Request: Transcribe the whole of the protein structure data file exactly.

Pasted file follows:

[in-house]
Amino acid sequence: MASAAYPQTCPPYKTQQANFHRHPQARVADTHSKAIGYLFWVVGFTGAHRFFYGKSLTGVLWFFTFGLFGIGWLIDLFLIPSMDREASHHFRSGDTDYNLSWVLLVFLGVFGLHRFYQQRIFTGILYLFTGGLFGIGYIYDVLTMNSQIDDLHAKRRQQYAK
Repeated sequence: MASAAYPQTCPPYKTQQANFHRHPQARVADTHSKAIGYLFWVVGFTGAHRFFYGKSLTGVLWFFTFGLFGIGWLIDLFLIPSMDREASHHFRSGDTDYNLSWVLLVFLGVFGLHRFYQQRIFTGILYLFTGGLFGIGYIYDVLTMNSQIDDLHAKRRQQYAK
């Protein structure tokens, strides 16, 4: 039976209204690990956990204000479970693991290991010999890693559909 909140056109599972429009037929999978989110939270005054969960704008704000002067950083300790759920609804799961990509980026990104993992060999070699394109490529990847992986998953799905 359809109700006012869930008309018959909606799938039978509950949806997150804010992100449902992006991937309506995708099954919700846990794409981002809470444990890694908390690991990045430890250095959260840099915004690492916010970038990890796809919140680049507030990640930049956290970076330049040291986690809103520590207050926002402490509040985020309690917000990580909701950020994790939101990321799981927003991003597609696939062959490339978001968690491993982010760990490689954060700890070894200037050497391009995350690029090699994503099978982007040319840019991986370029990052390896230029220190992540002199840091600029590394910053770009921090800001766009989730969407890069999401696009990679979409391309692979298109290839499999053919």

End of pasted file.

[in-house]
Amino acid sequence: MASAAYPQTCPPYKTQQANFHRHPQARVADTHSKAIGYLFWVVGFTGAHRFFYGKSLTGVLWFFTFGLFGIGWLIDLFLIPSMDREASHHFRSGDTDYNLSWVLLVFLGVFGLHRFYQQRIFTGILYLFTGGLFGIGYIYDVLTMNSQIDDLHAKRRQQYAK
Repeated sequence: MASAAYPQTCPPYKTQQANFHRHPQARVADTHSKAIGYLFWVVGFTGAHRFFYGKSLTGVLWFFTFGLFGIGWLIDLFLIPSMDREASHHFRSGDTDYNLSWVLLVFLGVFGLHRFYQQRIFTGILYLFTGGLFGIGYIYDVLTMNSQIDDLHAKRRQQYAK
């Protein structure tokens, strides 16, 4: 039976209204690990956990204000479970693991290991010999890693559909 909140056109599972429009037929999978989110939270005054969960704008704000002067950083300790759920609804799961990509980026990104993992060999070699394109490529990847992986998953799905 359809109700006012869930008309018959909606799938039978509950949806997150804010992100449902992006991937309506995708099954919700846990794409981002809470444990890694908390690991990045430890250095959260840099915004690492916010970038990890796809919140680049507030990640930049956290970076330049040291986690809103520590207050926002402490509040985020309690917000990580909701950020994790939101990321799981927003991003597609696939062959490339978001968690491993982010760990490689954060700890070894200037050497391009995350690029090699994503099978982007040319840019991986370029990052390896230029220190992540002199840091600029590394910053770009921090800001766009989730969407890069999401696009990679979409391309692979298109290839499999053919």